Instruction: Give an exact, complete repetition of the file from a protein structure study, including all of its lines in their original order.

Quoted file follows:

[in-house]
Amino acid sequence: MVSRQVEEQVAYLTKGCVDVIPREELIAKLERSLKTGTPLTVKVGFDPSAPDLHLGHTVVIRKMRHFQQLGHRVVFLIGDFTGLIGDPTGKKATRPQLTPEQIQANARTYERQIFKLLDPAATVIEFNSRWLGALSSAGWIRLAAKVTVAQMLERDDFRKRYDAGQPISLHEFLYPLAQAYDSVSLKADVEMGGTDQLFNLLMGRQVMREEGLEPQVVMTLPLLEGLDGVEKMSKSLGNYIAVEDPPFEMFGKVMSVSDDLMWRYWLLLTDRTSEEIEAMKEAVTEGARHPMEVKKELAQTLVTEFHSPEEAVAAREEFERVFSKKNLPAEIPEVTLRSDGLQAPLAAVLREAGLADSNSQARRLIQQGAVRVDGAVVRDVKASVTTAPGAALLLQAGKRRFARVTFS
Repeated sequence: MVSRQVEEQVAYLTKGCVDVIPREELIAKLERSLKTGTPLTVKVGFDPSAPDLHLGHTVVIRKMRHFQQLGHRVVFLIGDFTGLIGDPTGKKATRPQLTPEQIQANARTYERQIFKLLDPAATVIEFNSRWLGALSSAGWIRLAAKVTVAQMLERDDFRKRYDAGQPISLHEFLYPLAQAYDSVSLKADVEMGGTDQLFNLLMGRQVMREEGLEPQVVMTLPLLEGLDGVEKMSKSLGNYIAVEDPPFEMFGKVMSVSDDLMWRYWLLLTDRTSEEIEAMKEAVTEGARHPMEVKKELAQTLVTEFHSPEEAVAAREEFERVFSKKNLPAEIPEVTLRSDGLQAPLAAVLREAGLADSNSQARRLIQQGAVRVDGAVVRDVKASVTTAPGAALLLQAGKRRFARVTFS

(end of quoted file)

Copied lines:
[in-house]
Amino acid sequence: MVSRQVEEQVAYLTKGCVDVIPREELIAKLERSLKTGTPLTVKVGFDPSAPDLHLGHTVVIRKMRHFQQLGHRVVFLIGDFTGLIGDPTGKKATRPQLTPEQIQANARTYERQIFKLLDPAATVIEFNSRWLGALSSAGWIRLAAKVTVAQMLERDDFRKRYDAGQPISLHEFLYPLAQAYDSVSLKADVEMGGTDQLFNLLMGRQVMREEGLEPQVVMTLPLLEGLDGVEKMSKSLGNYIAVEDPPFEMFGKVMSVSDDLMWRYWLLLTDRTSEEIEAMKEAVTEGARHPMEVKKELAQTLVTEFHSPEEAVAAREEFERVFSKKNLPAEIPEVTLRSDGLQAPLAAVLREAGLADSNSQARRLIQQGAVRVDGAVVRDVKASVTTAPGAALLLQAGKRRFARVTFS
Repeated sequence: MVSRQVEEQVAYLTKGCVDVIPREELIAKLERSLKTGTPLTVKVGFDPSAPDLHLGHTVVIRKMRHFQQLGHRVVFLIGDFTGLIGDPTGKKATRPQLTPEQIQANARTYERQIFKLLDPAATVIEFNSRWLGALSSAGWIRLAAKVTVAQMLERDDFRKRYDAGQPISLHEFLYPLAQAYDSVSLKADVEMGGTDQLFNLLMGRQVMREEGLEPQVVMTLPLLEGLDGVEKMSKSLGNYIAVEDPPFEMFGKVMSVSDDLMWRYWLLLTDRTSEEIEAMKEAVTEGARHPMEVKKELAQTLVTEFHSPEEAVAAREEFERVFSKKNLPAEIPEVTLRSDGLQAPLAAVLREAGLADSNSQARRLIQQGAVRVDGAVVRDVKASVTTAPGAALLLQAGKRRFARVTFS